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The Naoshima Contemporary Art Museum was designed by and dedicated to Tadao Ando. The museum is built directly into the hillside in order to preserve the environment which is characteristic of Tadao Ando. Which as you can see in the first picture its presence does not distract from the natural beauty of the island. It is meant to be accessed by boat via a stepped plaza along the shoreline that serves as an entrance and an outdoor performance space; these steps are shown in the second picture. After entering the main building visitors descend into the hillside and enter into a large underground art gallery. The gallery has a large window at one end that allows a view of the lush vegetation of the island and the other end has an exhibition room with no roof that allows natural sunlight, third picture. The small hotel annex on the island was also designed by Andao and is above the museum. Upon entering the annex there is a corridor that shows views of the ocean and the water plaza, this corridor also leads to a room with a cut out roof and shimmering pool that reflects the sky. I love how Tadao Ando is able to insert his buildings into the environment without disturbing the natural beauty of the land. I am also a big fan of how he is able to almost make the building apart of nature by adding spaces that allow for natural light, rooms that open to the sky and water that reflects the sky.

Cinderella’s Castle

While this is probably extremely cheesy, I love this iconic building. It is even the “Walt Disney Pictures” logo. Everyone knows exactly what it looks like. And if you’ve been to Disney World you’ve most likely taken a picture with it in the background. Seeing Cinderella’s Castle located at Disney World in Florida for the first time allows little girls everywhere the opportunity to feel like a princess. Also like everything else in DCinderella Castle day timeisney World, it brings to life stories that we have all grown up watching  on TV screens. The very first time I encountered Cinderella’s Castle was when my parents surprised me and my brother early in the morning and told us we were going to Disney World. It all still seemed like a fairytale anyways but then stepping through the gates and seeing the castle was just breath taking, especially as a 4th grade girl. Seeing the castle is just so magical. It gives hope, especially to younger girls, that dreams and fairytales do come true. While I have never actually gcinderella insideotten to step foot into the castle I can only imagine all of the beautiful artwork and extravagant details that fill the inside. But actually the best part about seeing the castle is when it is night and they light up the sky with fireworks. Like nothing screams “the happiest place on earth” like fireworks filling the sky behind Cinderella’s Castle.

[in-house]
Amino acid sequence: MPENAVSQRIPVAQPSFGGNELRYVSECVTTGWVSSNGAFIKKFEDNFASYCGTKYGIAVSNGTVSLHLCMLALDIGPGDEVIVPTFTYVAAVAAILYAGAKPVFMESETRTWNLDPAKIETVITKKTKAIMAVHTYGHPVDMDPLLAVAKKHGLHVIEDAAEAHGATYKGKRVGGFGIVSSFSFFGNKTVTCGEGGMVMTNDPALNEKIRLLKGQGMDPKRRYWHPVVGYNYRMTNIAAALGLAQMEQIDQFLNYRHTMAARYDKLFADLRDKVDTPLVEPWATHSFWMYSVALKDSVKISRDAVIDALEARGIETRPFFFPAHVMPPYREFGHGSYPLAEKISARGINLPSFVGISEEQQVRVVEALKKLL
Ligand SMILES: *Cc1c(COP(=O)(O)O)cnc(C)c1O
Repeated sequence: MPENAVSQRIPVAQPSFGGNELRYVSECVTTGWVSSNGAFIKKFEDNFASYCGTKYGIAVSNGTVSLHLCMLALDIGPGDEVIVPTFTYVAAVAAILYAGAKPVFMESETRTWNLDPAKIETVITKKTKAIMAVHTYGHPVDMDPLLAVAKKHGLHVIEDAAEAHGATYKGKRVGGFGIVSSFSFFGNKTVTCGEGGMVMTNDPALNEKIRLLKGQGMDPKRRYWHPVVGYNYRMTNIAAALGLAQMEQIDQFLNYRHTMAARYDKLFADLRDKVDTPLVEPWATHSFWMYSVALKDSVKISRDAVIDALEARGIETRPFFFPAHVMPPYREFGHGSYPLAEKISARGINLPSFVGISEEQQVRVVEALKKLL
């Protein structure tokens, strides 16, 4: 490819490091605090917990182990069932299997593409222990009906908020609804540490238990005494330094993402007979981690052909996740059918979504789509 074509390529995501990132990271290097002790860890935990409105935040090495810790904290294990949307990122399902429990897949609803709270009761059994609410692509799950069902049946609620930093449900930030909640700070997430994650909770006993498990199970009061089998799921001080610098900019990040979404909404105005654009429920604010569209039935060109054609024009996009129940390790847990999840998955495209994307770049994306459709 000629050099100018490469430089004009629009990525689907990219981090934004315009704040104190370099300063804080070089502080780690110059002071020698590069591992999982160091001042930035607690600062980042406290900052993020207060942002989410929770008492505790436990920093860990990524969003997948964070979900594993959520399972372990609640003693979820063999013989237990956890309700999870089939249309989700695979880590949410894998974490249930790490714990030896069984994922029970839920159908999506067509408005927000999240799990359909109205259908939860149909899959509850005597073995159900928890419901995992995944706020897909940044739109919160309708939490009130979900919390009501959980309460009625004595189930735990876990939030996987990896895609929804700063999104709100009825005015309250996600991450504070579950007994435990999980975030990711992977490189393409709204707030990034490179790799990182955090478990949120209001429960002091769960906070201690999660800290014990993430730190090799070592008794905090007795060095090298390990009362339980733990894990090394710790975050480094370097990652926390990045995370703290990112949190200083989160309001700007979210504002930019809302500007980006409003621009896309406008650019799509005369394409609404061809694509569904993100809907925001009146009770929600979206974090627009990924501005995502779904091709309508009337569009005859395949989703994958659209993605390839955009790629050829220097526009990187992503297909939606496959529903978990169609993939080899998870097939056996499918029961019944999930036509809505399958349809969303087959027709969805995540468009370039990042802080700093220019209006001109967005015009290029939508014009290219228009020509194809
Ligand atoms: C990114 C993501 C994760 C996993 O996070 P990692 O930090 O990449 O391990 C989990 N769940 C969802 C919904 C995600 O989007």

My House


This is the house I grew up in. 1100 square feet, 1 bedroom, 2 loft bedrooms, and 1 bathroom. It is is a 2 story house, wood siding, back porch, and big front and back yard. My grandpa built it on his own in 1996. It is built on 2 acres.  We moved out 3 years ago in 2013, with the house being sold for almost $200,000. It was one of the only houses built in the area at the time. Now it is in a “tourist” area. Beaver’s Bend State Park is the area it is in. There is a story where I actually dug a post hole for the fence around the house. That was my contribution. This house has so many memories from my childhood. Moving out took a toll on my emotions but that’s a part of growing up, but I wont forget the great times this house has been a part of.

My Church